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Hospital goes 283 days without MRSA
A TOTAL of 283 days have passed at Great Western Hospital without a single case of MRSA bacteraemia.
The previous GWH acute record stood at 273 days between cases of the bug, which causes infections in the bloodstream as opposed to MRSA colonisation, which can sit on the body without causing illness.
Since 2003, there has been an 86 per cent reduction in cases of MRSA as well as a 94 per cent reduction in cases of Clostridium difficile (C.diff), a diarrhoea bug.
In 2011/12, the trust reported just two cases of MRSA bacteraemia.
Lisa Hocking, lead nurse and practitioner for infection prevention and control, said: “Although we are very pleased, my biggest worry is that we could become complacent and slip back into old ways.
“I don’t want people to think that we have done really well and it is no longer a problem – it is bacteria and it will always be a risk.”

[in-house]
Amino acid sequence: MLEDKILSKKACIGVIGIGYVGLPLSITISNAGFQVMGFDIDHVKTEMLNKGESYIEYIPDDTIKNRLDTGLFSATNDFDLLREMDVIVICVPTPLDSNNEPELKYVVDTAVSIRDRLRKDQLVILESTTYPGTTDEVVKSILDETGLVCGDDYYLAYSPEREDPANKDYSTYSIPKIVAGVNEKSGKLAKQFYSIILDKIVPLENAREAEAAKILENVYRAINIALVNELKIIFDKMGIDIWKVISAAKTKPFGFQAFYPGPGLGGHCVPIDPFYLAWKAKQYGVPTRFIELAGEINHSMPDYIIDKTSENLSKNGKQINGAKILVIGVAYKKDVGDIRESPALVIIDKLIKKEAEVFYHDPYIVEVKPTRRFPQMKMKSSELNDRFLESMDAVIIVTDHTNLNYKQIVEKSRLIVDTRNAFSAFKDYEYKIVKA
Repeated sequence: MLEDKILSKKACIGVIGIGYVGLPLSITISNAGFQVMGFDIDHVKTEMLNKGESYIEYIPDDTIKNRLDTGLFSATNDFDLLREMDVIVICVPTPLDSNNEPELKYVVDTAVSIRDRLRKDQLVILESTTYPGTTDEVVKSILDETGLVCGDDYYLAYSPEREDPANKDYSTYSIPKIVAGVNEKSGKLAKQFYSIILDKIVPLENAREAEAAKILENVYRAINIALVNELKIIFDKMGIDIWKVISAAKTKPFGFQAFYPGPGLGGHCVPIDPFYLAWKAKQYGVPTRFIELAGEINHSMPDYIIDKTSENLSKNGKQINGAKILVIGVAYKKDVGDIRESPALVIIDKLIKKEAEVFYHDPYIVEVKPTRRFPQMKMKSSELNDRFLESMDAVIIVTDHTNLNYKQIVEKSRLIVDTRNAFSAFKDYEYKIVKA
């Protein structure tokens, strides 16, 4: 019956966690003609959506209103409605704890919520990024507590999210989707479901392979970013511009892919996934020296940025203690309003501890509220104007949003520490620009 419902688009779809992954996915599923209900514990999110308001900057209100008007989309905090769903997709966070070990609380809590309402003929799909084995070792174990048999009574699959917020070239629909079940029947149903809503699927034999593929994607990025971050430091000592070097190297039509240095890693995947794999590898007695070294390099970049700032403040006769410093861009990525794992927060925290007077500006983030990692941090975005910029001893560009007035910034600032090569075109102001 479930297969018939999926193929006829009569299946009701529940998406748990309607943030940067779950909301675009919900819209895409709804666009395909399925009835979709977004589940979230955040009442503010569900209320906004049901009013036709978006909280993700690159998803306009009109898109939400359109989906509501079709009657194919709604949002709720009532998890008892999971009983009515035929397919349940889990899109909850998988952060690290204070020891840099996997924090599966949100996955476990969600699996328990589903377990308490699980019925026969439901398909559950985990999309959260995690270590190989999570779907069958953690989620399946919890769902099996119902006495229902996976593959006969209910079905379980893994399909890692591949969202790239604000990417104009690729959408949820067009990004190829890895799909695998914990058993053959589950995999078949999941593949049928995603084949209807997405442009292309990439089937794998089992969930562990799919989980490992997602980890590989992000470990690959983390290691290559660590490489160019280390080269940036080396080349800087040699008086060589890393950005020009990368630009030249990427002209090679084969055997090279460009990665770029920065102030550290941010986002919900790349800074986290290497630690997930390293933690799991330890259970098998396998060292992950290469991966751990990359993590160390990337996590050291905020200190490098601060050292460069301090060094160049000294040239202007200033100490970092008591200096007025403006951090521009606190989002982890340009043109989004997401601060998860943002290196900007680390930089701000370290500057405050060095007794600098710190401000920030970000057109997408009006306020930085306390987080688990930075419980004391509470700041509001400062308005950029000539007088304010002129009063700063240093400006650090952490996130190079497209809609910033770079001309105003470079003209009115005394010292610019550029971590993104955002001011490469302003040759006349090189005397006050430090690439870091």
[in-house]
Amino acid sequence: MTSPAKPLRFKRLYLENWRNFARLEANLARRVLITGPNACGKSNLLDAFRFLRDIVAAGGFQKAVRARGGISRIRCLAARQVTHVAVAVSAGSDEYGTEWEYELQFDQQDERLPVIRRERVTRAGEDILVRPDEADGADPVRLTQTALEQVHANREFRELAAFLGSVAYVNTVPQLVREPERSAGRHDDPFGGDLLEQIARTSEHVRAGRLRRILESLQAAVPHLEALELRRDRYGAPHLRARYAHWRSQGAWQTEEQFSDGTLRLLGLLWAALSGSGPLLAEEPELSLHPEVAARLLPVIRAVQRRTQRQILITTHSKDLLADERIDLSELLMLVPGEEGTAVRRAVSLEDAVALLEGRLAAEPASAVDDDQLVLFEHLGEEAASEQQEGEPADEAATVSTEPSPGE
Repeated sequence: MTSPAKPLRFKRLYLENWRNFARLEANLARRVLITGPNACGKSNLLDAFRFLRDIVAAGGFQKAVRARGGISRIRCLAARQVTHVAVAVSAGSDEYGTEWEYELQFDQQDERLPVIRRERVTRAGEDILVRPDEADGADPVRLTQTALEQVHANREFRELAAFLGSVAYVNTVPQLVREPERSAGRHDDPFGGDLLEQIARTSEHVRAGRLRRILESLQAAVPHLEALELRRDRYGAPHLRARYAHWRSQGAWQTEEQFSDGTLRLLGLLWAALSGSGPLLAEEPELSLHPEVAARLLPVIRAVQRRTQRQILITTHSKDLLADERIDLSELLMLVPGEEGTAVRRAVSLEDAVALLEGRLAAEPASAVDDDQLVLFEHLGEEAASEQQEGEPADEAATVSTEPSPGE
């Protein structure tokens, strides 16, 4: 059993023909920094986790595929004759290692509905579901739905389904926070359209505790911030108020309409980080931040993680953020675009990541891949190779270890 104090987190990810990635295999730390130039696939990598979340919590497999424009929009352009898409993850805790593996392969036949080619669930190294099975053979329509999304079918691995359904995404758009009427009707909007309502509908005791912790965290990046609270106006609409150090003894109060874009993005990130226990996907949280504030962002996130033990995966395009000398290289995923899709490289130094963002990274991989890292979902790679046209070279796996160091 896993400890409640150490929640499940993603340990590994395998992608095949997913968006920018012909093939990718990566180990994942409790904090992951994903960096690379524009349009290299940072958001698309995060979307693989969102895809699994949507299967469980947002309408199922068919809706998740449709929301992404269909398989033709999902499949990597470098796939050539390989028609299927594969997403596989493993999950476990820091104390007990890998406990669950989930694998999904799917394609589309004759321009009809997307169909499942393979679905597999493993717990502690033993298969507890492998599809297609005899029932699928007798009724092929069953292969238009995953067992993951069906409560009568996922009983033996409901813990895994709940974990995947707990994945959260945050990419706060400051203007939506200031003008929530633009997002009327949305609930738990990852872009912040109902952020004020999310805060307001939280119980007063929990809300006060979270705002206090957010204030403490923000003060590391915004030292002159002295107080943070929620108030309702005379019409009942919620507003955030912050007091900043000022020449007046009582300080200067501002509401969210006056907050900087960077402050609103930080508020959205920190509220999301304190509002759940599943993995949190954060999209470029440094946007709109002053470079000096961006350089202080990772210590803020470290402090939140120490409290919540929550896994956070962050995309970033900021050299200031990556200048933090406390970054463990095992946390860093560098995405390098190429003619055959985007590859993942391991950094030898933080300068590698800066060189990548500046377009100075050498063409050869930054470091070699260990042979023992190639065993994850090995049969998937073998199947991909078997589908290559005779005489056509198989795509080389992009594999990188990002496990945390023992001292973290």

GWH has introduced a number of infection control measures including antibacterial hand gel which staff and visitors are asked to use before entering and leaving a clinical area.
Patients are also encouraged to challenge staff about hand hygiene, and contractors Carillion have recently introduced microfibre floor cleaners as opposed to the old style ‘dolly mops’.
“We are constantly introducing new innovations so it is difficult to pinpoint our success on one factor,” said Lisa.
“I would say it is a combination of driving practice, public and staff awareness. “Patients now get screened for MRSA colonisation when they come in to the hospital so that has helped too.”
Lisa, who has worked in infection control for nearly five years, added: “I’d like to encourage patients and visitors to the hospital to always make use of the hand gel when entering wards, use the wash basins provided on the wards, and even small things like sitting on the chairs as opposed to the beds can make a huge difference.”